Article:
Lucia Newman, Al Jazeera's correspondent in Santa Cruz, said government supporters blocked roads to prevent people from reaching polling stations.
"They have burned ballot boxes and in some areas there have been various serious clashes between pro and anti-government groups," she said.
"The turnout has been pretty high but these kinds of violent incidents are marring the process."
The move towards self-rule in Santa Cruz, which holds important gas resources, is expected to gain significant backing.
Surveys have suggested that up to 70 per cent of the region's 900,000 voters could support the move.
Local authorities in the eastern region are expected to pass laws giving them greater power over the province's finances and security operations if the referendum is passed.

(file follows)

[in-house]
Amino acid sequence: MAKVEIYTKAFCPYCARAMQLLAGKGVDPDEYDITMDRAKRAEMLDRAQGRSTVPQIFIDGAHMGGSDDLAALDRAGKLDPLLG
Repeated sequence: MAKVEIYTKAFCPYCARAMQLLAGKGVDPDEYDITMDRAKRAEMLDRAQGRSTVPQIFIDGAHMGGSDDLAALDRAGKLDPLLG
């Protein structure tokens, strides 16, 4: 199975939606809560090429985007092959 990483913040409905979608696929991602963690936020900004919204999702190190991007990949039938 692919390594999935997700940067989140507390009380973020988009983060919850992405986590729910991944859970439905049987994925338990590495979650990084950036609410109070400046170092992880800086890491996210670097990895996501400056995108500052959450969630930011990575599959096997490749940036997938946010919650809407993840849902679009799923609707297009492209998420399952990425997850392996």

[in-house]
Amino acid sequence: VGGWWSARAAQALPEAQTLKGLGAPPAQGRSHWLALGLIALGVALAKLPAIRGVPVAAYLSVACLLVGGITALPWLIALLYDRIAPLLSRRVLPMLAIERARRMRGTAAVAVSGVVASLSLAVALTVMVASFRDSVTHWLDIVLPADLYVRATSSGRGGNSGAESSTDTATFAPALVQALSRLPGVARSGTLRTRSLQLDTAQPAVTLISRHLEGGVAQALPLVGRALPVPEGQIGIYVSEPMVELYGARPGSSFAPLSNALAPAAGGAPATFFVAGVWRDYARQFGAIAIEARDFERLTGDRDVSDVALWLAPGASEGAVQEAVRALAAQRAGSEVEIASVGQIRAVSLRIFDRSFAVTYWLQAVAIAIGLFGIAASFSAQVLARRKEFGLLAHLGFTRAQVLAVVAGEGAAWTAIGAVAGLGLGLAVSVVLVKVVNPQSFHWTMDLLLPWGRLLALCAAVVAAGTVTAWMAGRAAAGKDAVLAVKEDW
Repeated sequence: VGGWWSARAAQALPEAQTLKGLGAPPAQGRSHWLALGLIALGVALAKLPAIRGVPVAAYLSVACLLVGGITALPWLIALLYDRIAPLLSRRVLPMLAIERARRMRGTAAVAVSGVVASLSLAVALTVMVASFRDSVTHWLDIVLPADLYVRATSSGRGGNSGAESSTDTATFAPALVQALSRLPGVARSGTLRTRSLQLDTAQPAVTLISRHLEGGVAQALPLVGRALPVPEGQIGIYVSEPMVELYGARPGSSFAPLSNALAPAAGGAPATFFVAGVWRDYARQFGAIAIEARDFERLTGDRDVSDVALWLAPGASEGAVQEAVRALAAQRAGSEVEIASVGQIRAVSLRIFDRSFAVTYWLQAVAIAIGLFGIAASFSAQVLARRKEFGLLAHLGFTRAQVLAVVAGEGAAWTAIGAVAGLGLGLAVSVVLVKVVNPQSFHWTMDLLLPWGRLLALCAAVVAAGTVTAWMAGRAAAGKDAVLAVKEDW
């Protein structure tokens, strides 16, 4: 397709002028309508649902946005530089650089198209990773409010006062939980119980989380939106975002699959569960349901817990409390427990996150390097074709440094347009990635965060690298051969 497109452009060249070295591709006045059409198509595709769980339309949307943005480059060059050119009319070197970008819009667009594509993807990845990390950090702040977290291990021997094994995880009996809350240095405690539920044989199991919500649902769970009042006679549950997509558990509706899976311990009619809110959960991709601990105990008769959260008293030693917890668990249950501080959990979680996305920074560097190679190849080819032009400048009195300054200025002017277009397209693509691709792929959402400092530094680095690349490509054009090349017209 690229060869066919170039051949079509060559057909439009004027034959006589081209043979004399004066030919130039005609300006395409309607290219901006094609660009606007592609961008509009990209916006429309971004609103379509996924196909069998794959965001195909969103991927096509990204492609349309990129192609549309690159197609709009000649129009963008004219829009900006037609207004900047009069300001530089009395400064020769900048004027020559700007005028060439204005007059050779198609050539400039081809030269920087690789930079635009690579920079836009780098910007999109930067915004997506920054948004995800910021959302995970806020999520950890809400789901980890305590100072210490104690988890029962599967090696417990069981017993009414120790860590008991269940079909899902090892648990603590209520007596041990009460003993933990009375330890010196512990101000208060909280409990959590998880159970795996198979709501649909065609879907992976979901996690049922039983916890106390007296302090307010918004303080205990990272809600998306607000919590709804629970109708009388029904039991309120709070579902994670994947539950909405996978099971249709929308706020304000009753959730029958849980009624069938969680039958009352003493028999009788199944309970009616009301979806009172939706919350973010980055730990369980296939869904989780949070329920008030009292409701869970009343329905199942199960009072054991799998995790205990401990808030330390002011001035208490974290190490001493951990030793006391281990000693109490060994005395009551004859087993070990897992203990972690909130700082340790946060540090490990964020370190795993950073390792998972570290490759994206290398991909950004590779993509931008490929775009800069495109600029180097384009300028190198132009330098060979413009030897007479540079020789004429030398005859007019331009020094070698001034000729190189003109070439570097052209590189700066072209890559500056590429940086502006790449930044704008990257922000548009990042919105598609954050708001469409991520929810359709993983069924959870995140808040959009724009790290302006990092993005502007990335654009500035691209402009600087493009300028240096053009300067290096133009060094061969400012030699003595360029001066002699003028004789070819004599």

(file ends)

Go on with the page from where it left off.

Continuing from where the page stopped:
Newman said that the Santa Cruz vote was just the beginning of a series of ballots on autonomy in Bolivian regions.
"After this vote, there will be three other provinces that will follow suit. There is going to be a domino effect - a large part of Bolivia is going to be voting for autonomy," she said, speaking in Santa Cruz.
"While [the vote] may technically not be constitutional, there is a certain political legitimacy because it comes from a democratic vote.
|Surveys suggest that 70 per cent of Santa Cruz |
voters will support greater autonomy [EPA]
"This is going to force the government to negotiate. Both sides need each other and, despite what the government is saying, neither the state nor the provinces want to break away. There is an impasse here."
Mario Ayala Ferrufino, permanent secretary of the Supreme National Defence Council, said on Saturday that the vote was a threat to the territorial integrity of Bolivia.